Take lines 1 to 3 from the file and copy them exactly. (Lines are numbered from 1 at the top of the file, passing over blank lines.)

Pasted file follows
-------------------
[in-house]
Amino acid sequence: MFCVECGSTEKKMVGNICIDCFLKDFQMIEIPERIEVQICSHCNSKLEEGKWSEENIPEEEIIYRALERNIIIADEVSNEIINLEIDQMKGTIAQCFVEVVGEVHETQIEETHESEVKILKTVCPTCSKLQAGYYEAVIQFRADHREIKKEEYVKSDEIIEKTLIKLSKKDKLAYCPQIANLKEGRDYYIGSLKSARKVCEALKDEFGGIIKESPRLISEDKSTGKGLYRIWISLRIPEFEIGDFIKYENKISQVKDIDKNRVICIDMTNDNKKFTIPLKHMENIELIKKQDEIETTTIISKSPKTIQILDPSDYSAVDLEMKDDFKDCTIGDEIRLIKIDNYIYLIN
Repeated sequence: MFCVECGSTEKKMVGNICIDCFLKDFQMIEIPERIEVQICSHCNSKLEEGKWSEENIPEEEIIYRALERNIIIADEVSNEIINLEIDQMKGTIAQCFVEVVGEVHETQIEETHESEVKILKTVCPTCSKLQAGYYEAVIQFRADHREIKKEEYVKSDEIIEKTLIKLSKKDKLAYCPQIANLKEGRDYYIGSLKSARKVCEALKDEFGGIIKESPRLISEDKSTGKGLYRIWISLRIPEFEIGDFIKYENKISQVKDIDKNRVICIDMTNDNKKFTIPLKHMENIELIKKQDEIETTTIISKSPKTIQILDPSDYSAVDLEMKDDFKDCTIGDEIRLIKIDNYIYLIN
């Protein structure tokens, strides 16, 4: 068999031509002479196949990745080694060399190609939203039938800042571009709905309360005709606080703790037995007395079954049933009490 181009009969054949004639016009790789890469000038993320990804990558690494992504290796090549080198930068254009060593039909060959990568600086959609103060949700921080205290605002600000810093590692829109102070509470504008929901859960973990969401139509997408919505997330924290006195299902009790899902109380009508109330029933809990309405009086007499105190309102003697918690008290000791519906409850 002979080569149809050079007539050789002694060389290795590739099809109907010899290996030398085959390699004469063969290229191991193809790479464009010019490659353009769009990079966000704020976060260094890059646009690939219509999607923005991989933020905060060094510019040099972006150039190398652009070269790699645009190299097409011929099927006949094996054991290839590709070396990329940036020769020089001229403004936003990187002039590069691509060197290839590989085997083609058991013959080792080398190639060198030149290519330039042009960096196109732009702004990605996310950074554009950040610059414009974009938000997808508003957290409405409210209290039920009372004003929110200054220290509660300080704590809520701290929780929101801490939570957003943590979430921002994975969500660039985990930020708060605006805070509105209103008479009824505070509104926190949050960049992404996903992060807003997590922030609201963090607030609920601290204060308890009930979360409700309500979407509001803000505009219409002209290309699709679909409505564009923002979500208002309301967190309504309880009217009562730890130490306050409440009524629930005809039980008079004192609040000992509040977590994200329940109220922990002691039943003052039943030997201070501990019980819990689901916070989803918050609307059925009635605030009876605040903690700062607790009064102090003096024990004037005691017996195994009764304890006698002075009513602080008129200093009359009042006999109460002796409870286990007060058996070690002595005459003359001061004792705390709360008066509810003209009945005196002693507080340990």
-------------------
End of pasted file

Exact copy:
[in-house]
Amino acid sequence: MFCVECGSTEKKMVGNICIDCFLKDFQMIEIPERIEVQICSHCNSKLEEGKWSEENIPEEEIIYRALERNIIIADEVSNEIINLEIDQMKGTIAQCFVEVVGEVHETQIEETHESEVKILKTVCPTCSKLQAGYYEAVIQFRADHREIKKEEYVKSDEIIEKTLIKLSKKDKLAYCPQIANLKEGRDYYIGSLKSARKVCEALKDEFGGIIKESPRLISEDKSTGKGLYRIWISLRIPEFEIGDFIKYENKISQVKDIDKNRVICIDMTNDNKKFTIPLKHMENIELIKKQDEIETTTIISKSPKTIQILDPSDYSAVDLEMKDDFKDCTIGDEIRLIKIDNYIYLIN
Repeated sequence: MFCVECGSTEKKMVGNICIDCFLKDFQMIEIPERIEVQICSHCNSKLEEGKWSEENIPEEEIIYRALERNIIIADEVSNEIINLEIDQMKGTIAQCFVEVVGEVHETQIEETHESEVKILKTVCPTCSKLQAGYYEAVIQFRADHREIKKEEYVKSDEIIEKTLIKLSKKDKLAYCPQIANLKEGRDYYIGSLKSARKVCEALKDEFGGIIKESPRLISEDKSTGKGLYRIWISLRIPEFEIGDFIKYENKISQVKDIDKNRVICIDMTNDNKKFTIPLKHMENIELIKKQDEIETTTIISKSPKTIQILDPSDYSAVDLEMKDDFKDCTIGDEIRLIKIDNYIYLIN